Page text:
In general, a "filling" is a material that restores a space, void, or missing component of a tooth resulting from decay, fracture, or excessive wear. Fillings may be permanent, temporary, or sedative depending on the objective of the provider and the tooth related symptoms. The procedure required to place a restorative material will require some form of tooth preparation to ensure engineering for retention and the thickness tolerance for strength. The majority of patients who have a "filling" placed will be most comfortable with the use of a local anesthetic for the procedure.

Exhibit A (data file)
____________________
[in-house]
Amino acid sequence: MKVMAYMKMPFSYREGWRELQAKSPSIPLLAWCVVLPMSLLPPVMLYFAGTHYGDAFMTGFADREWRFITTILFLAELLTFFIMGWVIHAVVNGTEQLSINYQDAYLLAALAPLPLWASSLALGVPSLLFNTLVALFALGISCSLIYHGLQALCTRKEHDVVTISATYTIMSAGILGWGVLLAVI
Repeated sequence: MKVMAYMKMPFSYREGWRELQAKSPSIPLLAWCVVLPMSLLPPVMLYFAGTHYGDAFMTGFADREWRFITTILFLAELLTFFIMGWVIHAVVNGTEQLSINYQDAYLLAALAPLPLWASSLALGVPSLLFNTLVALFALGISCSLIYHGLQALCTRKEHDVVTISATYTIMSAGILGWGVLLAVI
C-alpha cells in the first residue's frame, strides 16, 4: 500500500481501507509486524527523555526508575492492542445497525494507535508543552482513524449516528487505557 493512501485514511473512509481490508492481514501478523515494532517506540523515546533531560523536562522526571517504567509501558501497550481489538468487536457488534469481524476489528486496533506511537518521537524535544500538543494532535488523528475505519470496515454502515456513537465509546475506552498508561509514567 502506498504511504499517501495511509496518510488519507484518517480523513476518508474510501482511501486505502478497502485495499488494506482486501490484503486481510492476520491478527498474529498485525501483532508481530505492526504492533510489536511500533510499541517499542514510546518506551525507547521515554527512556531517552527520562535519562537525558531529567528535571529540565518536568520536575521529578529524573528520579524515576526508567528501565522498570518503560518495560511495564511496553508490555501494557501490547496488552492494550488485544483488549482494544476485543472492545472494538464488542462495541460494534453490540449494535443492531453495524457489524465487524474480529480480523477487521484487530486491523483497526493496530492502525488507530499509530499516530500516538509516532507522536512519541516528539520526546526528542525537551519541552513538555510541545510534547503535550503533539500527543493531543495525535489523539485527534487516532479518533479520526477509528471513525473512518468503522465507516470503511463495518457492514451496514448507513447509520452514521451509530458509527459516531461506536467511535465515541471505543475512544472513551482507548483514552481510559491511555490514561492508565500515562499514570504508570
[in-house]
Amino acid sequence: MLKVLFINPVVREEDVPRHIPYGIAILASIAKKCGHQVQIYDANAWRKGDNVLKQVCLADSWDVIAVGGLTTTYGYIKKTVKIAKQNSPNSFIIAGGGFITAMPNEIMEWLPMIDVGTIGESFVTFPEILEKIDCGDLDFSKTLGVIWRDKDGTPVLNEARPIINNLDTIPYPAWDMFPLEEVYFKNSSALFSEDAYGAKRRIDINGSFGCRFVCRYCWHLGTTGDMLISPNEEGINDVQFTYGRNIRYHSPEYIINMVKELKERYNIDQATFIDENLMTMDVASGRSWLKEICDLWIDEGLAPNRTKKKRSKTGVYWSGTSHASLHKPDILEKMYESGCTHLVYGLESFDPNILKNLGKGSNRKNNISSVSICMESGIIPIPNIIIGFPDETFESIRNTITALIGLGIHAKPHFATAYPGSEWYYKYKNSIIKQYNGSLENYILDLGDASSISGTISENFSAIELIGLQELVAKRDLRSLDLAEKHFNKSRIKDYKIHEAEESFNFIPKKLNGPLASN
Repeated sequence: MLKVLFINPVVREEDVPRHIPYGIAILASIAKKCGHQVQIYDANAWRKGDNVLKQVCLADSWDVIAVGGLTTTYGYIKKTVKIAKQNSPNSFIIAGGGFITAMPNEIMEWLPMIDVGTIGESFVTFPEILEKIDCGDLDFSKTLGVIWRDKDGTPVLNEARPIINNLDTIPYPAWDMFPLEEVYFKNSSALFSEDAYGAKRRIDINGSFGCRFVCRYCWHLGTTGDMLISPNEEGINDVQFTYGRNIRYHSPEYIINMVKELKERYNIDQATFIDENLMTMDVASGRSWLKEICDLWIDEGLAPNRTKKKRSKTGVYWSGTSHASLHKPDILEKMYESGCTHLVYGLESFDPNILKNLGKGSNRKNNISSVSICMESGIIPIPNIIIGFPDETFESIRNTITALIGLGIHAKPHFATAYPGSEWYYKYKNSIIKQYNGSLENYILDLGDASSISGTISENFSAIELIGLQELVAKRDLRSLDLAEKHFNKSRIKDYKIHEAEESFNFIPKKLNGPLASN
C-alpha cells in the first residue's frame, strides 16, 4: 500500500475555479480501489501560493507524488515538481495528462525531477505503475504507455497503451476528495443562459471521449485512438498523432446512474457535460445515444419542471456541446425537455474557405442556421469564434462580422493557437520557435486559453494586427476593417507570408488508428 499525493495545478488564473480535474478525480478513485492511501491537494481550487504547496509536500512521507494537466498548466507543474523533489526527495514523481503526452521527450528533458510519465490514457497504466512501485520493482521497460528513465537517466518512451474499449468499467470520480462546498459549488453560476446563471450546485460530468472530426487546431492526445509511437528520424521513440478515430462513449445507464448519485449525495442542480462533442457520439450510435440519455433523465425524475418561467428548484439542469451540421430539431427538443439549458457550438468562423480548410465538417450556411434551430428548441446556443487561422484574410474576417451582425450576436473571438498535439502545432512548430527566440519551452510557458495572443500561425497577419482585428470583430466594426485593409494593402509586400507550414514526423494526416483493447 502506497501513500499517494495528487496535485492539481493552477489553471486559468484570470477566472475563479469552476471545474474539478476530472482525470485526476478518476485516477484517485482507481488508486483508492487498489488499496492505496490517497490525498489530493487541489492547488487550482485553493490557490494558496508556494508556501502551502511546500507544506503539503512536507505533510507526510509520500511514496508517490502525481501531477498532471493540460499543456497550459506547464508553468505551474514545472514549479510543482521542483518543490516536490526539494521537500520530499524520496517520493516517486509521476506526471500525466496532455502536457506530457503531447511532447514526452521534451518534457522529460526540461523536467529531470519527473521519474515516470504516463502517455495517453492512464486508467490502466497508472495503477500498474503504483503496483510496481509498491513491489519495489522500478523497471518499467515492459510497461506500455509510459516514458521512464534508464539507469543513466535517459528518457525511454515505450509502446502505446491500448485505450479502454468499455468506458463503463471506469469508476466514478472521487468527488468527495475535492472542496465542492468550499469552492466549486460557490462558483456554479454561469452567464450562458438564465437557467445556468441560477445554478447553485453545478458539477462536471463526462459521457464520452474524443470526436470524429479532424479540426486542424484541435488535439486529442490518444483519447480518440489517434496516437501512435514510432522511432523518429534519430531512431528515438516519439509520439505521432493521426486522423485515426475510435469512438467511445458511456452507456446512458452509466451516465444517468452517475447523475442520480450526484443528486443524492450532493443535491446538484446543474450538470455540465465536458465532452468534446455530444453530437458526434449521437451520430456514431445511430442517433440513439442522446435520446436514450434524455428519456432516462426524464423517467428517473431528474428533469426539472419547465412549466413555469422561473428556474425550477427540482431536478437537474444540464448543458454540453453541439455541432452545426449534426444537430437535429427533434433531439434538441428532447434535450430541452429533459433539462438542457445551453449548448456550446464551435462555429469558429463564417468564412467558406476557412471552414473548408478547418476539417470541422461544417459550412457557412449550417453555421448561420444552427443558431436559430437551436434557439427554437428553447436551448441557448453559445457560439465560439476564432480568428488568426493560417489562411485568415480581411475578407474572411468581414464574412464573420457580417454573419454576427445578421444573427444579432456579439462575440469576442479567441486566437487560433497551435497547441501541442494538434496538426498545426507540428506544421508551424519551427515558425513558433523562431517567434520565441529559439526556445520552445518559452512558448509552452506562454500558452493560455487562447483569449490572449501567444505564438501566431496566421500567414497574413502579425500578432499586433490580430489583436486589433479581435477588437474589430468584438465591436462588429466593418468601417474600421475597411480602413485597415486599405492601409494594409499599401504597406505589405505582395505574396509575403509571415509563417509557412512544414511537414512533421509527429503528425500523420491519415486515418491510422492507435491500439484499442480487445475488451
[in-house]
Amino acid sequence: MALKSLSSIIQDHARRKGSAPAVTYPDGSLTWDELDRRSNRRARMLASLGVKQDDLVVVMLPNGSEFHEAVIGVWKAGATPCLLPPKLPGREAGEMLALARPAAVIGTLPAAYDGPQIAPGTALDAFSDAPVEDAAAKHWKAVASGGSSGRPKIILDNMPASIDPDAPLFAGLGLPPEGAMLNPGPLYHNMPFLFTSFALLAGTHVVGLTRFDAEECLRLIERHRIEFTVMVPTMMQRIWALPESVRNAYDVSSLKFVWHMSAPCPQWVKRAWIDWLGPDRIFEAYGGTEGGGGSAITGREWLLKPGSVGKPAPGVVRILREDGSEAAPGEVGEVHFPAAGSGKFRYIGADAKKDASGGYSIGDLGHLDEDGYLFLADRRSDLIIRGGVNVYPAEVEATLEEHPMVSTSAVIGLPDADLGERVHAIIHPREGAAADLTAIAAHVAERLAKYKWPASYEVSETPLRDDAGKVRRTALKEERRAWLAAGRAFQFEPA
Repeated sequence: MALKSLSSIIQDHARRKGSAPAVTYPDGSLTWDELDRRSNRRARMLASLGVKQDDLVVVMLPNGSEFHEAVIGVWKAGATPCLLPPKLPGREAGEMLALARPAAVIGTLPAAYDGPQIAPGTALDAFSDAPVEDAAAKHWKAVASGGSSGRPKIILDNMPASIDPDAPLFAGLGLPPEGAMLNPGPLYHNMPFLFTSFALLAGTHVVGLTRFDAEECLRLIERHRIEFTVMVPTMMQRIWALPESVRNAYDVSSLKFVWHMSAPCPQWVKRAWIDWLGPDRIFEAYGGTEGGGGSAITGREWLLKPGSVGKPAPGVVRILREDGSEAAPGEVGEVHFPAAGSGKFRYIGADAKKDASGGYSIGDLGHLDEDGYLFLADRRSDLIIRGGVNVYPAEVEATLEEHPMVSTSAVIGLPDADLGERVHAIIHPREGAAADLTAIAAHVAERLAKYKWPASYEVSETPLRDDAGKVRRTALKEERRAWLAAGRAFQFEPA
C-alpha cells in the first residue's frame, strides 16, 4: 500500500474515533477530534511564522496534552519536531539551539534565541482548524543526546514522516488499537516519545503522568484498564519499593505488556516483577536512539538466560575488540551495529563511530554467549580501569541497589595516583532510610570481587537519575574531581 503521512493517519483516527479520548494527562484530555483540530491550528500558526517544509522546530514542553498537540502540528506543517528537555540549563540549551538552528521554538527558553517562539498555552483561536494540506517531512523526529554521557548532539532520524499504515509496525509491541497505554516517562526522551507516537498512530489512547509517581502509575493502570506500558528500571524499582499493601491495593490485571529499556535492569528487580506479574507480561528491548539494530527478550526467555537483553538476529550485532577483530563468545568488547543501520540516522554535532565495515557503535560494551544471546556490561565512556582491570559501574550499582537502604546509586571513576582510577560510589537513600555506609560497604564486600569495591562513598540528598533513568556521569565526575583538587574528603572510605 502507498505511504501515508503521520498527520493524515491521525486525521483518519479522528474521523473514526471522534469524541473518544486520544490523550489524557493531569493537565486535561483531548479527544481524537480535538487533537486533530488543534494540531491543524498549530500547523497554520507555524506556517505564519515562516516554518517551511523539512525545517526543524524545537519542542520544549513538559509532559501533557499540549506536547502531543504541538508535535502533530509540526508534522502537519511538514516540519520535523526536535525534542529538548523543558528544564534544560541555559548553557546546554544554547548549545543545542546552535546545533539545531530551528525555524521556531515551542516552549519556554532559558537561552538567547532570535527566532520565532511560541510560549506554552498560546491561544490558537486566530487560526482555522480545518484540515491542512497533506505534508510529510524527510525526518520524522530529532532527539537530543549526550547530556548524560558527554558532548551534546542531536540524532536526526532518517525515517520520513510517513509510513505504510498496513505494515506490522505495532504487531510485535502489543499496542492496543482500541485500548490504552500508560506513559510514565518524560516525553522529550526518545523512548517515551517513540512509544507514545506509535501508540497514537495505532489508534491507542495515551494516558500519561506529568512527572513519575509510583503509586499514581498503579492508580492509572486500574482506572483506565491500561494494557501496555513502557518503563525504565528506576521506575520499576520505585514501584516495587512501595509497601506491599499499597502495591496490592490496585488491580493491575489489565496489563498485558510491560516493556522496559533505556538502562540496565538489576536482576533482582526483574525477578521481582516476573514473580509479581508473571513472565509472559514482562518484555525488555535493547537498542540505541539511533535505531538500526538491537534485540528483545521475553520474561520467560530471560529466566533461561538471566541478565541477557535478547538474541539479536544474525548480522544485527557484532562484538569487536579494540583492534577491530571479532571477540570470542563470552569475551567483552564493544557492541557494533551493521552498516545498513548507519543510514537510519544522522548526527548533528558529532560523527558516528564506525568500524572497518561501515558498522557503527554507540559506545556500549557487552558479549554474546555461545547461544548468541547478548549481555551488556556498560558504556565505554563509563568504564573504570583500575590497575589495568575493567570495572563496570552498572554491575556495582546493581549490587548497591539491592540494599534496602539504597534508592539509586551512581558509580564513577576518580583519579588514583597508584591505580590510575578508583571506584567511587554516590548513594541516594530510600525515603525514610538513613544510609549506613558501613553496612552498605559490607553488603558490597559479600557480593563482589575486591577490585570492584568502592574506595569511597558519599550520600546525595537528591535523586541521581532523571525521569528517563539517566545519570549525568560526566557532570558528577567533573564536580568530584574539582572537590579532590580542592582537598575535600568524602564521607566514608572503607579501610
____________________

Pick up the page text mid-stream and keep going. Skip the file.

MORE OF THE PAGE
There are two general types of filling materials; silver amalgam and composite resin. Silver amalgam restorations have a long history as a dental restorative. They are slightly stronger over time than composites, they are not cosmetic in their appearance, less expensive to place, and are tolerant to moisture contamination during placement.
Composite resin restorations are based on the concept or technology of "bonding". Placement involves an adhesive component where chemistry interacts with roughened tooth surfaces. These restorations are cosmetically pleasing, can bond weakened components of teeth to strengthen, take more time to place than silver, and do not tolerate moisture contamination during placement.